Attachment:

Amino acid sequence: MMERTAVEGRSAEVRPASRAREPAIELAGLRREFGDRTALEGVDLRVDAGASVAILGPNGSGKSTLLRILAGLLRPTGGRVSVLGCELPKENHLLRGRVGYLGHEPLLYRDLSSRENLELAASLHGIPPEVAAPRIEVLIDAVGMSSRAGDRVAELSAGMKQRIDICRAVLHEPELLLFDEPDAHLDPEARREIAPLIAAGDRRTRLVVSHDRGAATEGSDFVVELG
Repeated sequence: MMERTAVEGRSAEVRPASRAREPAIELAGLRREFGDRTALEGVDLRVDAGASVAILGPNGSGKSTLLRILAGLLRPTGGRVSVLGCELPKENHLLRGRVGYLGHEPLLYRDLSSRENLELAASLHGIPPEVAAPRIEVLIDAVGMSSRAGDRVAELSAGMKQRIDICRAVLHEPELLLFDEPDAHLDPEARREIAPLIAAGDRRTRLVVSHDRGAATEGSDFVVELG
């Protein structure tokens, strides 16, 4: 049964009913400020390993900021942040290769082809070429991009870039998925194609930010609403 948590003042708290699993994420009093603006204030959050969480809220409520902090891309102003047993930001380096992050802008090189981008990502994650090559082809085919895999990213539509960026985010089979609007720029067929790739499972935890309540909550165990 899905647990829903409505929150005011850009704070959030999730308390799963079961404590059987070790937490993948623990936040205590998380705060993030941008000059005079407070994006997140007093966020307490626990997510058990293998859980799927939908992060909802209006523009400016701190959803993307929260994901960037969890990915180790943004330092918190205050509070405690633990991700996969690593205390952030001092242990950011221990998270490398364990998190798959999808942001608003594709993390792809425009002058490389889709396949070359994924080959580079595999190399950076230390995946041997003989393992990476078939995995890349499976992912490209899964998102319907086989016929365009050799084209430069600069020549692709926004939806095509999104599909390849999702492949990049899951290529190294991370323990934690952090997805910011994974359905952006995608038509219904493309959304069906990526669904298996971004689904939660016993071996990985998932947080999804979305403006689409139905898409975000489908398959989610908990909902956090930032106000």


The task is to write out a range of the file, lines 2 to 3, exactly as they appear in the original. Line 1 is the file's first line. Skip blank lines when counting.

Repeated sequence: MMERTAVEGRSAEVRPASRAREPAIELAGLRREFGDRTALEGVDLRVDAGASVAILGPNGSGKSTLLRILAGLLRPTGGRVSVLGCELPKENHLLRGRVGYLGHEPLLYRDLSSRENLELAASLHGIPPEVAAPRIEVLIDAVGMSSRAGDRVAELSAGMKQRIDICRAVLHEPELLLFDEPDAHLDPEARREIAPLIAAGDRRTRLVVSHDRGAATEGSDFVVELG
């Protein structure tokens, strides 16, 4: 049964009913400020390993900021942040290769082809070429991009870039998925194609930010609403 948590003042708290699993994420009093603006204030959050969480809220409520902090891309102003047993930001380096992050802008090189981008990502994650090559082809085919895999990213539509960026985010089979609007720029067929790739499972935890309540909550165990 899905647990829903409505929150005011850009704070959030999730308390799963079961404590059987070790937490993948623990936040205590998380705060993030941008000059005079407070994006997140007093966020307490626990997510058990293998859980799927939908992060909802209006523009400016701190959803993307929260994901960037969890990915180790943004330092918190205050509070405690633990991700996969690593205390952030001092242990950011221990998270490398364990998190798959999808942001608003594709993390792809425009002058490389889709396949070359994924080959580079595999190399950076230390995946041997003989393992990476078939995995890349499976992912490209899964998102319907086989016929365009050799084209430069600069020549692709926004939806095509999104599909390849999702492949990049899951290529190294991370323990934690952090997805910011994974359905952006995608038509219904493309959304069906990526669904298996971004689904939660016993071996990985998932947080999804979305403006689409139905898409975000489908398959989610908990909902956090930032106000």